Seated in the front row at Schiaparelli’s couture runway during Paris Fashion Week, Kylie Jenner donned a strapless velvet black dress with a giant lion head attached to and covering most of her torso. Two seats from Jenner, Doja Cat wore a bright red satin corset, a detailed beaded skirt, knee-high boots, and 30,000 red Swarovski crystals, all over her outfit and body — including her eyelids.
Doja Cat was applauded by critics for “pushing boundaries” in fashion, while Kylie received mixed reviews from “slay” to “disturbing,” after some alleged her attire was promoting trophy hunting. However, the consensus from regular people outside the corporate media and fashion sphere went in an entirely different direction.
“This is ‘The Hunger Games,’” said one TikToker, showing pictures of Jenner and Doja Cat, explaining that “the rich and the elites [are showing] blatant, grotesque forms of wealth while common people are being pitted against each other for their own entertainment because they’re bored.”
“Like, we get it, we’re all crying about paying $10 for eggs while y’all play dress up,” stated another.
Video after video likens our current celebrity class to the greedy, maximalist-dressed elites living in the fictional capital of Panem (the country where the “Hunger Games” series takes place), and parallels the impoverished and oppressed peasants in the book to everyday Americans.
Celebrities have always strutted around at fashion shows and galas in extravagant costumes that are as costly as they are absurd, but the divide between the rich and poor is becoming more prominent as the middle class continues to shrink. Americans, and Westerners in general, are struggling to make ends meet thanks to the globalist climate agenda supported by the very celebrities prancing around at Fashion Week.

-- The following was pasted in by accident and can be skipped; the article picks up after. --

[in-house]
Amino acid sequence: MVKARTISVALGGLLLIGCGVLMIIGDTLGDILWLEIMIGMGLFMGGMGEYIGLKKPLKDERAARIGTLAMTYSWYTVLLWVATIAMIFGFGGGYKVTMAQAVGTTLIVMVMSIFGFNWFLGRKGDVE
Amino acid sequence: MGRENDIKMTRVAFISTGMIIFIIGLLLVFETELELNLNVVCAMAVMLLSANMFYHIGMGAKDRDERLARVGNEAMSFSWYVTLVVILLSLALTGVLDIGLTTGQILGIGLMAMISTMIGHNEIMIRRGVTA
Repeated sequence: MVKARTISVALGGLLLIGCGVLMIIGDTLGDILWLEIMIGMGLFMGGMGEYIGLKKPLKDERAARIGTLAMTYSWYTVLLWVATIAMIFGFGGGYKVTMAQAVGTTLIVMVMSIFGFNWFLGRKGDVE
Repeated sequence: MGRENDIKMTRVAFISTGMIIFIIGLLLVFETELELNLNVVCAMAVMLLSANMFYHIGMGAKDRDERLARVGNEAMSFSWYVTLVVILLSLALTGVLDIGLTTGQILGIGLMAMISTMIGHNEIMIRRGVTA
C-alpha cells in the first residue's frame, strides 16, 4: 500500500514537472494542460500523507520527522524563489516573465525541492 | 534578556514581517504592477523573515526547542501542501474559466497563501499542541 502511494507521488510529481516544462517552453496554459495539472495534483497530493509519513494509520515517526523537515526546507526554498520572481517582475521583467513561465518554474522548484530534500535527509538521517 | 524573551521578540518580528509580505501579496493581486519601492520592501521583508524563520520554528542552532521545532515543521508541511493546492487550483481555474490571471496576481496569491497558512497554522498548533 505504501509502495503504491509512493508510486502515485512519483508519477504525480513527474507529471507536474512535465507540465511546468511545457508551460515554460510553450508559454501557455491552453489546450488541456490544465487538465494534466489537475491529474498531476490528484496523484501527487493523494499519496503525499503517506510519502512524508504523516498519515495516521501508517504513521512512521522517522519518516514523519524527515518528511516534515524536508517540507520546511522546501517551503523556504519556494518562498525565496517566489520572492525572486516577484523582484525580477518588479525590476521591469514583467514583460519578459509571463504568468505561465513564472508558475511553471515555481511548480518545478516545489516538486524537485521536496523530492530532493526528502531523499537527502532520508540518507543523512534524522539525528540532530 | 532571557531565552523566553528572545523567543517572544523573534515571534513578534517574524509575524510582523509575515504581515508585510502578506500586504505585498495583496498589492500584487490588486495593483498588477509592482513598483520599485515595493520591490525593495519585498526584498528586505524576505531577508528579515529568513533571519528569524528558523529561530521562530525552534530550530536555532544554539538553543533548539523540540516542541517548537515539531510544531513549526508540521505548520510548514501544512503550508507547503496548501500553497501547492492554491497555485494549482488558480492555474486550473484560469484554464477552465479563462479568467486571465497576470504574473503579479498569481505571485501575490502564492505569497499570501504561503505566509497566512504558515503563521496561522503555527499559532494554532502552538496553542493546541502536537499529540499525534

The climate agenda has sparked a catastrophic cost of living crisis across the globe. Powerful celebrities and business elites alike have joined forces with the World Economic Forum in pushing Western governments to redistribute their wealth and transition their economies away from relying on coal, oil, and natural gas, and instead depend on insufficient supplies of green energy.
To add insult to injury, the people who want us to eat bugs and throw out our gas stoves are the same ones gallivanting to climate conferences in Switzerland and Egypt in private jets.
Not only do climate fanatics have massive carbon footprints and promote policies that impoverish people, but their methods are also actively harmful to the environment. The best way to promote environmental stewardship and mitigate human impact on the Earth is for people to be wealthy enough to be able to prioritize the environment. Yet driving up the cost of living is doing the exact opposite: it’s annihilating the middle class and making the poor poorer.
The modern celebrity class has completely abandoned the concept of “noblesse oblige,” which stipulates that the rich and powerful have a responsibility to aid the less fortunate. Instead of investing in people, the world’s elites often invest in their “climate” fantasies, which hurt the poor.
Bill Gates has spent billions in Africa trying to squelch the birth rates of black women in the name of “climate change.” But large families act as a safety net for many non-Westerners since they rely heavily on family members to care for them in old age. Already the United States, parts of Europe, and Japan are suffering from a birth rate crisis that is going to have deeply negative effects on the economy and consequently the environment in the future.
This year’s Fashion Week outfits didn’t “slay.” They are symbolic of the growing and troubling divide between average families and the out-of-touch snobs who wish for us to own nothing and be happy about it.
Evita Duffy is a staff writer to The Federalist and the co-founder of the Chicago Thinker. She loves the Midwest, lumberjack sports, writing, and her family. Follow her on Twitter at @evitaduffy_1 or contact her at email@example.com.
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